Read by QxMD icon Read

Veterinary Clinical Pathology

Charalampos Attipa, Samuel Beck, Victoria Lipscomb, Kate English, Sofia Carvalho, Matti Kiupel, Balázs Szladovits, Laureen M Peters
A 10-year-old male neutered Persian cat was presented with an abdominal mass and history of weakness. Blood smear examination found marked elliptocytosis, and serum biochemical analysis revealed hypokalemia, hypochloremia, increased creatine kinase activity, and a high aldosterone concentration. Cytologic examination of the mass revealed neoplastic endocrine cells with moderate criteria of malignancy, favoring adrenocortical neoplasia. The adrenal mass was surgically excised and histologically characterized by lobules of mildly pleomorphic, polygonal neoplastic cells with moderate to abundant, occasionally granular, eosinophilic cytoplasm...
September 21, 2018: Veterinary Clinical Pathology
Cyril Parachini-Winter, Kaitlin M Curran, Duncan S Russell, Elena Gorman
A 9-year-old spayed female Curly Coated Retriever was referred for evaluation of generalized peripheral lymphadenomegaly. The dog was clinically healthy on presentation with no anomalies detected on complete blood count, serum biochemistry, urinalysis, or three-view thoracic radiographs. Fine-needle aspiration (FNA) and cytology of the peripheral lymph nodes were consistent with lymphoma with an intermediate-sized lymphoid population. Flow cytometry of peripheral lymph nodes was consistent with a homogeneous population of CD4+ T cells that had lost expression of the pan-leukocyte antigen CD45...
September 19, 2018: Veterinary Clinical Pathology
Bente Flatland, Melinda S Camus, Randolph M Baral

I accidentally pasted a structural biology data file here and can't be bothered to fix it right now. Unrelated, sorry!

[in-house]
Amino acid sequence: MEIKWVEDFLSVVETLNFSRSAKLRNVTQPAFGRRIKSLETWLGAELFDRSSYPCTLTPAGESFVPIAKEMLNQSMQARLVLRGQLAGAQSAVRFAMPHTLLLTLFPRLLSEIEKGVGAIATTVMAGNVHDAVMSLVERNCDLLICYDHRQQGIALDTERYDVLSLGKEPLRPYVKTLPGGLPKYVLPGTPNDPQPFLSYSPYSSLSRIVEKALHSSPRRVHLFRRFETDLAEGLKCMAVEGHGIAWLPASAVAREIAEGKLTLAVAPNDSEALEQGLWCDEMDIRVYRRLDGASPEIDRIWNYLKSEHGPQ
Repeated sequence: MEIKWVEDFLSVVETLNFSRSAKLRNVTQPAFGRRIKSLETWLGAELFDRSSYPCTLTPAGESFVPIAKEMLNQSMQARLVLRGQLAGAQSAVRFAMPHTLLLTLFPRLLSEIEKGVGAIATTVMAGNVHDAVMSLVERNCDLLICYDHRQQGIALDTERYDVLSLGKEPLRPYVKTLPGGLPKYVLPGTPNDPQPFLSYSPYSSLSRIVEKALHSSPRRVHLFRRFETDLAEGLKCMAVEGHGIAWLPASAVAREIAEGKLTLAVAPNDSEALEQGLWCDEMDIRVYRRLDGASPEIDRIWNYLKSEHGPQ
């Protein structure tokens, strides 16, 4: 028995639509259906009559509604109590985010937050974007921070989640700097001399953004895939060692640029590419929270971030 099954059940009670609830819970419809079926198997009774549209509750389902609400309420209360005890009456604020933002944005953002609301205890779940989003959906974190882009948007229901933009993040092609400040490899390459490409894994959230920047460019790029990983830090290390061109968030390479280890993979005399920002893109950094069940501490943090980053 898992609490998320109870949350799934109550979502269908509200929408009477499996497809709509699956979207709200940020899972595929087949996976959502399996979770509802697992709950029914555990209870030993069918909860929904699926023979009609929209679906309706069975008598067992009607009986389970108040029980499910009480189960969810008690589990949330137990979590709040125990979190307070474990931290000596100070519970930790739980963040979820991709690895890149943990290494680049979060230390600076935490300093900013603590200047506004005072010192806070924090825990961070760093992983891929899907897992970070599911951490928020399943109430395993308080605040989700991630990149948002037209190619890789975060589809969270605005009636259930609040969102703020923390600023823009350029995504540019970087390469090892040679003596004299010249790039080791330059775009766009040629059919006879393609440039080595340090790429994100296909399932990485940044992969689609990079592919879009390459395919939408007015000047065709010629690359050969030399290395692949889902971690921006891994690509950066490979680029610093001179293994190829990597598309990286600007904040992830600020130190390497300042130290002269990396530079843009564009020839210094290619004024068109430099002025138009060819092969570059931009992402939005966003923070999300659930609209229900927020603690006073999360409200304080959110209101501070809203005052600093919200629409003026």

Analytical quality goals indicate how laboratory tests must perform to be clinically useful for their intended purpose. These goals have historically focused on analytical error assessment for quantitative methods and vary with measurand concentration or activity, and species. Although formalized quality goal models have been developed in human medicine, quality goals in veterinary medicine, to date, have not been formalized; use of human regulatory-based goals, consensus-based goals, or biologic variation-based goals have been reported most often...
August 28, 2018: Veterinary Clinical Pathology
Elodie Yam, Giselle Hosgood, Gabriele Rossi, Lisa Smart
BACKGROUND: High molecular weight (MW) synthetic colloids interfere with refractometry. The effect of low MW synthetic colloids on refractometry is unknown. OBJECTIVES: To investigate the effect of 6% hydroxyethyl starch 130/0.4 (HES) and 4% succinylated gelatin (GELO) on the refractometric measurement of total plasma protein (TPP) and colloid osmotic pressure (COP) in canine plasma. METHODS: Heparinized plasma from 10 dogs was diluted with 0...
August 17, 2018: Veterinary Clinical Pathology
Niki Skeldon, Melanie Spoor, Jim Klaassen, Annalize Ide
No abstract text is available yet for this article.
August 8, 2018: Veterinary Clinical Pathology
Susan Fielder, Melanie Breshears
No abstract text is available yet for this article.
July 16, 2018: Veterinary Clinical Pathology
Kristin M Zersen, A Russell Moore, Christine S Olver, Justin C Mathis
BACKGROUND: Coagulation has not been studied extensively in adult goats, and reference intervals (RIs) for coagulation variables have not yet been established and would be clinically useful. OBJECTIVES: The goal of this study was to establish coagulation variable RIs in adult goats for future coagulation interpretation. METHODS: Blood samples from 40 healthy adult goats were collected, and assays for PT, APTT, D-dimers, antithrombin III, and fibrinogen were performed...
September 2018: Veterinary Clinical Pathology
Pasquale Santoro
No abstract text is available yet for this article.
September 2018: Veterinary Clinical Pathology
Wendy Sprague
No abstract text is available yet for this article.
September 2018: Veterinary Clinical Pathology
Signe E Cremer, Jørgen Koch, Nanna Graversen, Anne S Gravgaard, Rebecca Langhorn, Annemarie T Kristensen, Jakob L Willesen, Lise N Nielsen